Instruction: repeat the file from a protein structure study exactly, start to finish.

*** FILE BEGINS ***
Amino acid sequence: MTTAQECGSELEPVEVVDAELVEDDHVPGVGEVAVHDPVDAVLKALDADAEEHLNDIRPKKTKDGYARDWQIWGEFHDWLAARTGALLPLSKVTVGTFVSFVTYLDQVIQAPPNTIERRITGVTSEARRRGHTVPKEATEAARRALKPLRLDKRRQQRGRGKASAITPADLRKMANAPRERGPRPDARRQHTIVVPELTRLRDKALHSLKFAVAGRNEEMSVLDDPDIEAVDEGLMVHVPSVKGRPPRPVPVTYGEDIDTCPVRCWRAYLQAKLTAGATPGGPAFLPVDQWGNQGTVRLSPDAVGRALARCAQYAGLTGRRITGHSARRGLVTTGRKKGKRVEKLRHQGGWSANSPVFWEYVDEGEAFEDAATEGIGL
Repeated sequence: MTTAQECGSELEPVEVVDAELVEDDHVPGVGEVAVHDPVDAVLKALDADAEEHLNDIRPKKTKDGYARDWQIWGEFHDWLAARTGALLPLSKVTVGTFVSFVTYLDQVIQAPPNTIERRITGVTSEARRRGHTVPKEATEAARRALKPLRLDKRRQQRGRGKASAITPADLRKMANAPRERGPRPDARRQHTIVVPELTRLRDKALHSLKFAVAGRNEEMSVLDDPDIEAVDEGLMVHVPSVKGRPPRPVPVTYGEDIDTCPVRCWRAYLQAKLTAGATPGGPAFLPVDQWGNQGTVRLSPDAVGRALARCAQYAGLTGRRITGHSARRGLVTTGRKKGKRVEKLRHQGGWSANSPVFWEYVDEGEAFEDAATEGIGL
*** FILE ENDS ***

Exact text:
Amino acid sequence: MTTAQECGSELEPVEVVDAELVEDDHVPGVGEVAVHDPVDAVLKALDADAEEHLNDIRPKKTKDGYARDWQIWGEFHDWLAARTGALLPLSKVTVGTFVSFVTYLDQVIQAPPNTIERRITGVTSEARRRGHTVPKEATEAARRALKPLRLDKRRQQRGRGKASAITPADLRKMANAPRERGPRPDARRQHTIVVPELTRLRDKALHSLKFAVAGRNEEMSVLDDPDIEAVDEGLMVHVPSVKGRPPRPVPVTYGEDIDTCPVRCWRAYLQAKLTAGATPGGPAFLPVDQWGNQGTVRLSPDAVGRALARCAQYAGLTGRRITGHSARRGLVTTGRKKGKRVEKLRHQGGWSANSPVFWEYVDEGEAFEDAATEGIGL
Repeated sequence: MTTAQECGSELEPVEVVDAELVEDDHVPGVGEVAVHDPVDAVLKALDADAEEHLNDIRPKKTKDGYARDWQIWGEFHDWLAARTGALLPLSKVTVGTFVSFVTYLDQVIQAPPNTIERRITGVTSEARRRGHTVPKEATEAARRALKPLRLDKRRQQRGRGKASAITPADLRKMANAPRERGPRPDARRQHTIVVPELTRLRDKALHSLKFAVAGRNEEMSVLDDPDIEAVDEGLMVHVPSVKGRPPRPVPVTYGEDIDTCPVRCWRAYLQAKLTAGATPGGPAFLPVDQWGNQGTVRLSPDAVGRALARCAQYAGLTGRRITGHSARRGLVTTGRKKGKRVEKLRHQGGWSANSPVFWEYVDEGEAFEDAATEGIGL